What does indie mean exactly? Technically, it refers to any company unowned by a publisher and can, for all intent and purposes, do whatever they please. The term can be applied to a variety of companies and a wider array of games, usually original ones under the indie umbrella. Telltale and Double Fine were – and still are – indie in the technical sense, but with over 150 members and a few licensed games under their belts, stretch the term a tad. There are a few games like Journey, games that look and feel sort of indie, but are part of publishing deals with major companies. Be it big or small, “indie” can be applied to what it’s meant since its inception: Indie means freedom.
And freedom’s exactly what the Fourth of July’s supposed to have meant to many a root’in toot’in American these past 236 years. Because of that, we’re paying a salute to a few of the smaller games out that embody the true blue, independent spirit. Games made on a PC in someone’s bedroom, without any $100 million ad campaigns, or anything you usually see in your typical Super Bowl spot. They’re the rebels, the oddballs, the thinkers, and most of all, what the Fourth of July’s all about in one shape or form.
Super Meat Boy
Deep down, we all know what the Fourth is supposed to be about every year: stuffing our food with faces. Unless you’re a vegetarian, vegan, or something similar, you’re probably gorging yourself on all the meat byproducts our Founding Fathers envisioned we’d be chowing down on this fourth day of July. You’re probably thinking about meat right now, aren’t you? Then why not think about it some more? Think about poor Meat Boy.
On a day all about grilling up meat by the pound on some foot-high flames, maybe that burger would taste a bit different if you thought just once about eating what’s on your plate, you lazy bum. Waste not, want not, so before you throw out that half-eaten hot dog, think about how many terrible, terrible lives Meat Boy lives over and over again. You’ve only got one yourself, bub. Save some for later.
The Stanley Parable
We’re told we’re always free to choose our path in life – free to earn an education, free to choose our job, free to earn a living. But freedom isn’t free and neither are your choices in Stanley Parable. The stony wall of a cubicle never looked so much like paradise, did it? This is where eight years of high school and college landed you, if that, and you’re living the dream. The hollow, empty dream of hiding your contempt for the world behind your desk. You need a change.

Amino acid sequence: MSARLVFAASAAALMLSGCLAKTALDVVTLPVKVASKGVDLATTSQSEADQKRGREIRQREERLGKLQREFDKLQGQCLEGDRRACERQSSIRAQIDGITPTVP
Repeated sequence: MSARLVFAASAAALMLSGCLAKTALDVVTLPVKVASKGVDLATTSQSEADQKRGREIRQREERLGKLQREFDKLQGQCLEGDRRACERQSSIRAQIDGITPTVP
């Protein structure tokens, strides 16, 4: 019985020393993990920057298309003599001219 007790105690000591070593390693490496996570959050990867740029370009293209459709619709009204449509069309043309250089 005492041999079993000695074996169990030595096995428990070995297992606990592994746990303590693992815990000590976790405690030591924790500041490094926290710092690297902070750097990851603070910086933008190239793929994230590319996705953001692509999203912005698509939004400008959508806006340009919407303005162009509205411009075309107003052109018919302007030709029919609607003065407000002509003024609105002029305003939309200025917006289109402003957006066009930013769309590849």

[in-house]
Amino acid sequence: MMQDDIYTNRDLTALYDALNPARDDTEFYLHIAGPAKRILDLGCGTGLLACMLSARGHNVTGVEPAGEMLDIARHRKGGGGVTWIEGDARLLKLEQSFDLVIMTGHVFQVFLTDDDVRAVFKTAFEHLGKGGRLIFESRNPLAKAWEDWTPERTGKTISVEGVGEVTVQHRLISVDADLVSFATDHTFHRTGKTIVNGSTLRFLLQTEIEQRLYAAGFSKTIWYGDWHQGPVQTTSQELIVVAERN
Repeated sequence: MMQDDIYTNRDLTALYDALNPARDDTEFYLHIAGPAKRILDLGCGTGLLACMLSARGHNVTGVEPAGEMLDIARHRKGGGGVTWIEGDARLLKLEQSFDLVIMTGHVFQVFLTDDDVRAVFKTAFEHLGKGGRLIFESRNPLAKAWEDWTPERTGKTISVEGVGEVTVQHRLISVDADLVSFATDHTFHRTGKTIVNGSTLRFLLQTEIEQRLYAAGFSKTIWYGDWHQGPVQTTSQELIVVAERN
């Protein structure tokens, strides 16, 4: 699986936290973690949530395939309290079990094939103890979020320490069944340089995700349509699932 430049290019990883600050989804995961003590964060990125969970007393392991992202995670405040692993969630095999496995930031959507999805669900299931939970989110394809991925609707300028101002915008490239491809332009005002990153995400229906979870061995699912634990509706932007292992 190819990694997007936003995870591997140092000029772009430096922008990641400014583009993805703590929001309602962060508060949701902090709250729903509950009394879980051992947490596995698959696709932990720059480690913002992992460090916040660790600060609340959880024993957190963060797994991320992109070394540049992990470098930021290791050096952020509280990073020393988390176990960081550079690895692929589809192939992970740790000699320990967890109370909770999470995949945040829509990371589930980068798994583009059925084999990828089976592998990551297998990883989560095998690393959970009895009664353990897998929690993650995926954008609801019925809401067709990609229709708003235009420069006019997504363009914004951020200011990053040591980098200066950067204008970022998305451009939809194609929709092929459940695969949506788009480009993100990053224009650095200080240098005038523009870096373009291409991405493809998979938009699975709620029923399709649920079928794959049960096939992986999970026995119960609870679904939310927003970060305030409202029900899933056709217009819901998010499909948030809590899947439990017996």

Though you could go all nuts like Kevin Spacey in American Beauty, why to take it slow? Do something different. Take a walk. Stretch a little. Socialize with your coworkers – wait, where are they? Hmm, they were here just a second ago…This is it. This is because of that red pill you swallowed with lunch? You are Neo and you’ve seen the Matrix. But does the Matrix have…arrows?
The Walking Dead
America. Land of the free and the home of the undead more often than not. The US of A is all about people from all walks of life, or the opposite thereof. Banding together with your community to the apocalypse, what’s more American than that? Not much more than a flash mob of zombies limping to Michael Jackson’s Thriller. The Walking Dead does just that with all the people you could find from your own neighborhood – you know, the ones with an uncanny penchant for firearms?
You might say that Telltale’s our first cheat on this list, but not by much when you think how much it’s done with its source material. There’s no Rick or Shane here and no Carl to disingenuously reassure. Instead, it’s all about a man and a girl making the hard choices to the end. This is Telltale’s Walking Dead and by golly, is it better off for it – Ben, Kenny, and all.
There hasn’t yet been any game that’s squeeze more patriotic how-do-you-do down in our faces onscreen than the ‘Murica fest that is BroForce. Fireworks? Done. Red, white, and blue? Done. Guns? Check, check, and check times a billion. Even that damn bald eagle’s show’in us its guns.